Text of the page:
Kelo v. City of New London, 545 U.S. 469, 125 S. Ct. 2655; 162 L. Ed. 2d 439 (2005)

Kelo v. City of New London, 545 U.S. 469, 125 S. Ct. 2655; 162 L. Ed. 2d 439 (2005)

Facts—The City of New London, Connecticut, approved a development plan to revitalize its downtown and waterfront areas. It created a private nonprofit entity, the New London Development Corporation (NLDC), which subsequently sought to use the power of eminent domain to take private houses, including those of Susetto Kelo, who had lived in her house since 1997, and Wilhelmina Dery and her husband Charles, who had lived in their house for more than 60 years. These and other homes and properties were well-kept. A Connecticut Superior Court allowed some of the takings and disallowed others, but the Connecticut Supreme Court upheld them all.

Question—Consistent with the takings clause of the Fifth Amendment (applied to the states by the Fourteenth), can a city allow a private entity to use the power of eminent domain to condemn well-kept private houses to further economic development?

Decision—Yes, a takings meets the “public use” requirement if it serves a “public purpose.”

ReasonsJ. Stevens (5–4). “The sovereign may not take the property of A for the sole purpose of transferring it to another private party B, even though A is paid just compensation . . . [but] a State may transfer property from one private party to another if future ‘use by the public’ is the purpose of the taking.” A public purpose needs to be genuine, but the Court has long “rejected any literal requirement that condemned property be put into use for the general public.” Instead, it has “embraced the broader and more natural interpretation of public use as ‘public purpose.’” Berman v. Parker (1954) allowed the condemnation of an unblighted store as part of a larger redevelopment plan; similarly, Hawaii Housing Authority v. Midkiff (1984), allowed the compensated transfer of property from one set of individuals to another in order to combat a land oligopoly. Ruckelshaus v. Monsanto Co. (1984), applied similar principles to the use of dates for pesticide applications. New London had carefully formulated a comprehensive plan designed to increase jobs and tax revenues. Moreover, “Promoting economic development is a traditional and long-accepted function of government.” This differs from a “one-to-one transfer of property” designed to benefit one party over another. Nor is it the Court’s business to decide whether there is a “reasonable certainty” that the plan’s benefits will actually materialize. States are, however, free to establish stricter standards than those required by the federal constitution.

J. Kennedy, concurring. The Court should apply rational-basis review, which does not mean that it should defer to obvious cases where the takings clause is used to benefit one party over another.

J. O’Connor, dissenting. The NLDC “is not elected by popular vote, and its directors and employees are privately appointed.” The Fifth Amendment requires both “public use” and “just compensation.” Cases transferring “private property to public ownership” (as for roads, hospitals, and military bases), and “private property to private parties,” like railroads serving as “common carriers” are relatively unproblematic, but this case is different. O’Connor would hold that “economic development takings” are unconstitutional. Although agreeing with Berman and Midkiff, this case goes much further and is not the result of direct legislative action. Although the majority opinion suggests that courts can oversee such takings, it provides no details as to how they should do so. Moreover, requiring that such takings only be used for upgrades is inadequate. “The specter of condemnation hangs over all property. Nothing is to prevent the State from replacing any Motel 6 with a Ritz-Carlton, any home with a shopping mall, or any farm with a factory.” Instead “nearly all real property is susceptible to condemnation on the Court’s theory.”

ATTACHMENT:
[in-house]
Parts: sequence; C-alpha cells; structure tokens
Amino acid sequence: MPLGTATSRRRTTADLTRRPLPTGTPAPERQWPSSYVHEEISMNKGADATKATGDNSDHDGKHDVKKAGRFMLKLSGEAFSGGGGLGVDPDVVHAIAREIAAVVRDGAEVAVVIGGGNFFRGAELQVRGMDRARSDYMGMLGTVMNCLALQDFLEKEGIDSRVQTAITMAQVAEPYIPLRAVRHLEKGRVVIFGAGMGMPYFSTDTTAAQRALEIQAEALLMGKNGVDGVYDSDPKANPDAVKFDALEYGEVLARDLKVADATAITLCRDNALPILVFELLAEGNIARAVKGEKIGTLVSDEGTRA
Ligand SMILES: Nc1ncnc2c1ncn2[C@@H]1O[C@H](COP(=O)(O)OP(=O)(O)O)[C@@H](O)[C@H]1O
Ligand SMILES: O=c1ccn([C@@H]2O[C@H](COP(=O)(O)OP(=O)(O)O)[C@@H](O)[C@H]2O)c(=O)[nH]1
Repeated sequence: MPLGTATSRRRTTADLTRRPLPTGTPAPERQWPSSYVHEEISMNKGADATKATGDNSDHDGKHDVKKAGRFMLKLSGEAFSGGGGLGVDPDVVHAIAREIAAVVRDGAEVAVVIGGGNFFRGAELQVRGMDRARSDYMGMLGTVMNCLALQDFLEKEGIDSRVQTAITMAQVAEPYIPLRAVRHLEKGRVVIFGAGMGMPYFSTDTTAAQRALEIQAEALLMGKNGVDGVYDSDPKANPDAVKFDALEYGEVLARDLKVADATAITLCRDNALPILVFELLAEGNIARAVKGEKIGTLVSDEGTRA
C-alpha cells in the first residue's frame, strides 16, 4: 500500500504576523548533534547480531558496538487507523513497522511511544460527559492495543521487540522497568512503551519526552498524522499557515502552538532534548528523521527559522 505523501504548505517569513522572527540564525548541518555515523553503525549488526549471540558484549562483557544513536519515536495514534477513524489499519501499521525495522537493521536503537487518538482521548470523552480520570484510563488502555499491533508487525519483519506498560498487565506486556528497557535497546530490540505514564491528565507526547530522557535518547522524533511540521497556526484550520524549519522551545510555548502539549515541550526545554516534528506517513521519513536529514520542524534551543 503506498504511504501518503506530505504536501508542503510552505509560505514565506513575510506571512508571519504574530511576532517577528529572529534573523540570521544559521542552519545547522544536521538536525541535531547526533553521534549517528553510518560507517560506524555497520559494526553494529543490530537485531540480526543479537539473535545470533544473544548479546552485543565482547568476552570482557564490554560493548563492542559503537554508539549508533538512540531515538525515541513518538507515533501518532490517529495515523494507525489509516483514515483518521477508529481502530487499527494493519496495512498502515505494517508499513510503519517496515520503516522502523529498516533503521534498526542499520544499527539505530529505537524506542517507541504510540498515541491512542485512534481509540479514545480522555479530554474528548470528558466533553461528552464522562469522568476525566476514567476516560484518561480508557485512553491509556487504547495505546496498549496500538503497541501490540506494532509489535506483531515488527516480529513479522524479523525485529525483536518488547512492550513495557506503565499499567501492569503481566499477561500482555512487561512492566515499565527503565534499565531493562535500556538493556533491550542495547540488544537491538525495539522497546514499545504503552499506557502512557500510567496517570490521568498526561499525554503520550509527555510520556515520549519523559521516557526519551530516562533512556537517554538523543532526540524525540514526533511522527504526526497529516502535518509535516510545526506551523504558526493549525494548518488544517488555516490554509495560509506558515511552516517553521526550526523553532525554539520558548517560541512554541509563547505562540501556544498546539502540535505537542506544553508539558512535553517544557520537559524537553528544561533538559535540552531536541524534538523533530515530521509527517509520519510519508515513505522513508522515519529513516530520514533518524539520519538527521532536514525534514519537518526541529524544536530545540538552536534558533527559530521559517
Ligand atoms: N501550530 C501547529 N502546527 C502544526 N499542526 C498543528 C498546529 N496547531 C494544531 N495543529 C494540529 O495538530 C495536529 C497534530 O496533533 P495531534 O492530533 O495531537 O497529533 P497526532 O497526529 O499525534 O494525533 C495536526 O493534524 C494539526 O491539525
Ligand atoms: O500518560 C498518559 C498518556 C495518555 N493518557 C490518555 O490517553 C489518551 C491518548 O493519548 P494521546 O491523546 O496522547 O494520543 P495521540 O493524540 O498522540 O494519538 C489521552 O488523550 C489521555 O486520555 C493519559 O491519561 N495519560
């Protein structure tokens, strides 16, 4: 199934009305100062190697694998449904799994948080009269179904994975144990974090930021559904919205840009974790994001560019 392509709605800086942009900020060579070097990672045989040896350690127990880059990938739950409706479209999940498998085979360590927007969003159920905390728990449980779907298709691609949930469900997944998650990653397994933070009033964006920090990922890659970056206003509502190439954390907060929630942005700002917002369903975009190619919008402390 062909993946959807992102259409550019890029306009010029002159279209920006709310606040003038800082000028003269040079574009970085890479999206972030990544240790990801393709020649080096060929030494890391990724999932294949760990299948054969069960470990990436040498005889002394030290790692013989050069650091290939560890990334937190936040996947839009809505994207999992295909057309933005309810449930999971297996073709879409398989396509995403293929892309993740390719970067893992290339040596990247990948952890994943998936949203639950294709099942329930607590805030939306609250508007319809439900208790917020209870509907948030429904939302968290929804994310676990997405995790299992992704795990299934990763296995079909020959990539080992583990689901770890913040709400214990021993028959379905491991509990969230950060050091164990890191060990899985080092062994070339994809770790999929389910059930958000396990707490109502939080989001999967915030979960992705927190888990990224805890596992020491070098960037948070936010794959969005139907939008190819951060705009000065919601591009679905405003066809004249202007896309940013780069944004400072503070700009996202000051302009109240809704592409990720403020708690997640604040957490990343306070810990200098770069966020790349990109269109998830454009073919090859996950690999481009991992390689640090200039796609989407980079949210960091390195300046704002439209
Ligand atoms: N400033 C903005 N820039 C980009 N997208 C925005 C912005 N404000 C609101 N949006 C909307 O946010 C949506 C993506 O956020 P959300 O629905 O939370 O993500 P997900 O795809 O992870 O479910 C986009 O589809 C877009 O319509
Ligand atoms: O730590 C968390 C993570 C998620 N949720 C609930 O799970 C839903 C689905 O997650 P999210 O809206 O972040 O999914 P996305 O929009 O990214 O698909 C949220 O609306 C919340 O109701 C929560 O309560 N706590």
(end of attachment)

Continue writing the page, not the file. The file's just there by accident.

J. Thomas, dissenting. The Court should return to the “original meaning” of the takings clause, which requires “public use” rather than simple “public purpose.” Public use was meant to give narrower scope than was the “general Welfare” clause. The common law provided nuisance laws to take care of cases involving uses of land that “adversely impacted the public welfare.” The public use clause “embodied the Framers’ understanding that property is a natural, fundamental right.” This case differs from Mill Acts, allowing for compensated flooding of upstream lands by grist mills, which were common carriers or “quasi-public entities.” The majority’s understanding of “public use” is “boundlessly broad and deferential” and “not susceptible of principled application.” This understanding largely emerged from dictum in early cases that was inconsistent with the language of the Fifth Amendment, to which the Court should return. In the meantime, “Though citizens are safe from the government in their homes, the homes themselves are not.” Moreover, “The question whether the State can take property using the power of eminent domain is . . . distinct from the question whether it can regulate property pursuant to the police power.” Berman resulted in the displacement of many minority communities. “When faced with a clash of constitutional principle and a line of unreasoned cases wholly divorced from the text, history, and structure of our founding document, we should not hesitate to resolve the tension in favor of the Constitution’s original meaning.”

Note: As of 2010, a sour economy had stymied the projected building boom in New London (Kelo’s home site was in a vacant lot), and numerous states had adopted provisions to provide greater protections for private property than those that the Supreme Court had found in this case.

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